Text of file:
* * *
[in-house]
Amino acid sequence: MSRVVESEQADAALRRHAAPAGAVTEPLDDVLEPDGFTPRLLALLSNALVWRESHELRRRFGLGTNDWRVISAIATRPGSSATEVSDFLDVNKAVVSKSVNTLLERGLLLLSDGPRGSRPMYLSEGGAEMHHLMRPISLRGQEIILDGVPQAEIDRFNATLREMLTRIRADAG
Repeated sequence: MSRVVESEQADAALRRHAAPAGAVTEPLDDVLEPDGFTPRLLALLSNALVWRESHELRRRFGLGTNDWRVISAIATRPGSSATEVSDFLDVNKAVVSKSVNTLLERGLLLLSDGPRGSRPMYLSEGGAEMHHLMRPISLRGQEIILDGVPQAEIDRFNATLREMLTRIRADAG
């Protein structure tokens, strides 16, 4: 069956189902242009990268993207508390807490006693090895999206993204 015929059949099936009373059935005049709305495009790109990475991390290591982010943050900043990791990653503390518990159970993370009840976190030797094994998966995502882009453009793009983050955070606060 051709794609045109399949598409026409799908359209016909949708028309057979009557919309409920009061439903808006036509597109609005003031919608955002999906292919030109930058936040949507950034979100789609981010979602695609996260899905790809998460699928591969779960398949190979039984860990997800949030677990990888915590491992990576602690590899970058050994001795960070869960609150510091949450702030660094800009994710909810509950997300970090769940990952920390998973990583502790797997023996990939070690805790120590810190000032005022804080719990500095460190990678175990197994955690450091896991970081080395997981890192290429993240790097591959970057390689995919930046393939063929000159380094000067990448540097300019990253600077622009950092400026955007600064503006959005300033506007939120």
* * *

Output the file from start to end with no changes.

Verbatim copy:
[in-house]
Amino acid sequence: MSRVVESEQADAALRRHAAPAGAVTEPLDDVLEPDGFTPRLLALLSNALVWRESHELRRRFGLGTNDWRVISAIATRPGSSATEVSDFLDVNKAVVSKSVNTLLERGLLLLSDGPRGSRPMYLSEGGAEMHHLMRPISLRGQEIILDGVPQAEIDRFNATLREMLTRIRADAG
Repeated sequence: MSRVVESEQADAALRRHAAPAGAVTEPLDDVLEPDGFTPRLLALLSNALVWRESHELRRRFGLGTNDWRVISAIATRPGSSATEVSDFLDVNKAVVSKSVNTLLERGLLLLSDGPRGSRPMYLSEGGAEMHHLMRPISLRGQEIILDGVPQAEIDRFNATLREMLTRIRADAG
């Protein structure tokens, strides 16, 4: 069956189902242009990268993207508390807490006693090895999206993204 015929059949099936009373059935005049709305495009790109990475991390290591982010943050900043990791990653503390518990159970993370009840976190030797094994998966995502882009453009793009983050955070606060 051709794609045109399949598409026409799908359209016909949708028309057979009557919309409920009061439903808006036509597109609005003031919608955002999906292919030109930058936040949507950034979100789609981010979602695609996260899905790809998460699928591969779960398949190979039984860990997800949030677990990888915590491992990576602690590899970058050994001795960070869960609150510091949450702030660094800009994710909810509950997300970090769940990952920390998973990583502790797997023996990939070690805790120590810190000032005022804080719990500095460190990678175990197994955690450091896991970081080395997981890192290429993240790097591959970057390689995919930046393939063929000159380094000067990448540097300019990253600077622009950092400026955007600064503006959005300033506007939120």